One of the most influential works of this century, The Myth of Sisyphus—featured here in a stand-alone edition—is a crucial exposition of existentialist thought. Influenced by works such as Don Juan and the novels of Kafka, these essays begin with a meditation on suicide—the question of living or not living in a universe devoid of order or meaning. With lyric eloquence, Albert Camus brilliantly posits a way out of despair, reaffirming the value of personal existence, and the possibility of life lived with dignity and authenticity.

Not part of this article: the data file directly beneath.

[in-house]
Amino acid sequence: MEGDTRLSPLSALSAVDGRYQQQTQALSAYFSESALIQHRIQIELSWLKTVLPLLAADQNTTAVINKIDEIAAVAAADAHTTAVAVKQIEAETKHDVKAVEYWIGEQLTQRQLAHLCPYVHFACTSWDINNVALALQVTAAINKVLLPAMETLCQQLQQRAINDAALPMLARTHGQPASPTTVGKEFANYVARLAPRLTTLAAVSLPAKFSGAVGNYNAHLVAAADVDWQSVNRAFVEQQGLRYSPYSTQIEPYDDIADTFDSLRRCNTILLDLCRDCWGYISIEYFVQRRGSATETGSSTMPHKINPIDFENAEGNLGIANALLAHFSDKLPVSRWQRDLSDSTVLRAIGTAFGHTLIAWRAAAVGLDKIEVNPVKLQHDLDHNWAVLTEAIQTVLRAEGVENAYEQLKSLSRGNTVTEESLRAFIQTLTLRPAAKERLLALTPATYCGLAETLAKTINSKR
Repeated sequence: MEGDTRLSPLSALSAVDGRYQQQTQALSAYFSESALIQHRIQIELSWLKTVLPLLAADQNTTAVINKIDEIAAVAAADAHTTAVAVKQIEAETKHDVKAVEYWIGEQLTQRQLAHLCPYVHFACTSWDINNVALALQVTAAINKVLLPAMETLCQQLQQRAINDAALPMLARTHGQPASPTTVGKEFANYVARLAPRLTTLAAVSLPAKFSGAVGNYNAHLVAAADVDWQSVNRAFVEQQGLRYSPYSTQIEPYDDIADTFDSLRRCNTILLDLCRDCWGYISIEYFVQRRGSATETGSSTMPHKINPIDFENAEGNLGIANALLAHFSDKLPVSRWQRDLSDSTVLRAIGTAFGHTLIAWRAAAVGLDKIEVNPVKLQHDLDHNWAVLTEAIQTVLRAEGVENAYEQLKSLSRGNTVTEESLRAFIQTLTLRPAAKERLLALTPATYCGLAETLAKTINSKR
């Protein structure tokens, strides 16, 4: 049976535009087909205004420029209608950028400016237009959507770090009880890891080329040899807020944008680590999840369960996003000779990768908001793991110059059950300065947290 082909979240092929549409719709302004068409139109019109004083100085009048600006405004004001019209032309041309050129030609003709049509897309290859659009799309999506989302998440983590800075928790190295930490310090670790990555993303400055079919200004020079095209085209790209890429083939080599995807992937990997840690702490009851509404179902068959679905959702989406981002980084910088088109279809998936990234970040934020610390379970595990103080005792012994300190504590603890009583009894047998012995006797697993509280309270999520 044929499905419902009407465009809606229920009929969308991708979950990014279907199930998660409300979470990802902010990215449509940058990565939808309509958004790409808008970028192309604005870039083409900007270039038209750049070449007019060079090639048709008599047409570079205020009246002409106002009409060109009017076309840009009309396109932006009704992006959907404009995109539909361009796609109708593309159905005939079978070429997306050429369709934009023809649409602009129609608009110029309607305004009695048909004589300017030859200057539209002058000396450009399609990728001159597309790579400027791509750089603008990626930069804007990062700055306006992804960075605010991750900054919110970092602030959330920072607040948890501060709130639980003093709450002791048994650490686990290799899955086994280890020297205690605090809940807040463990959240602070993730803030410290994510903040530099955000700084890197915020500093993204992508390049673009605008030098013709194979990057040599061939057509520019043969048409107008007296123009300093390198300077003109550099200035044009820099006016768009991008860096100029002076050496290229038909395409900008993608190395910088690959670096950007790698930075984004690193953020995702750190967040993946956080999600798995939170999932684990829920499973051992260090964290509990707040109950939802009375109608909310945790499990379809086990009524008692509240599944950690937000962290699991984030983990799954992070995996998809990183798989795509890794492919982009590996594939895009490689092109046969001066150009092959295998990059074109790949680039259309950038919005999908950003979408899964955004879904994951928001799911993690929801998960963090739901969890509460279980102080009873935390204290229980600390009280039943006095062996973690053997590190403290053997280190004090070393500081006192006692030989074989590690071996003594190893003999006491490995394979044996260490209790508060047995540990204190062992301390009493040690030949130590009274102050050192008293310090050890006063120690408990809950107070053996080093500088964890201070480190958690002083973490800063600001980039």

About the Author
Born in Algeria in 1913, Albert Camus published The Stranger—now one of the most widely read novels of this century—in 1942. Celebrated in intellectual circles, Camus was awarded the Nobel Prize for Literature in 1957. On January 4, 1960, he was killed in a car accident.
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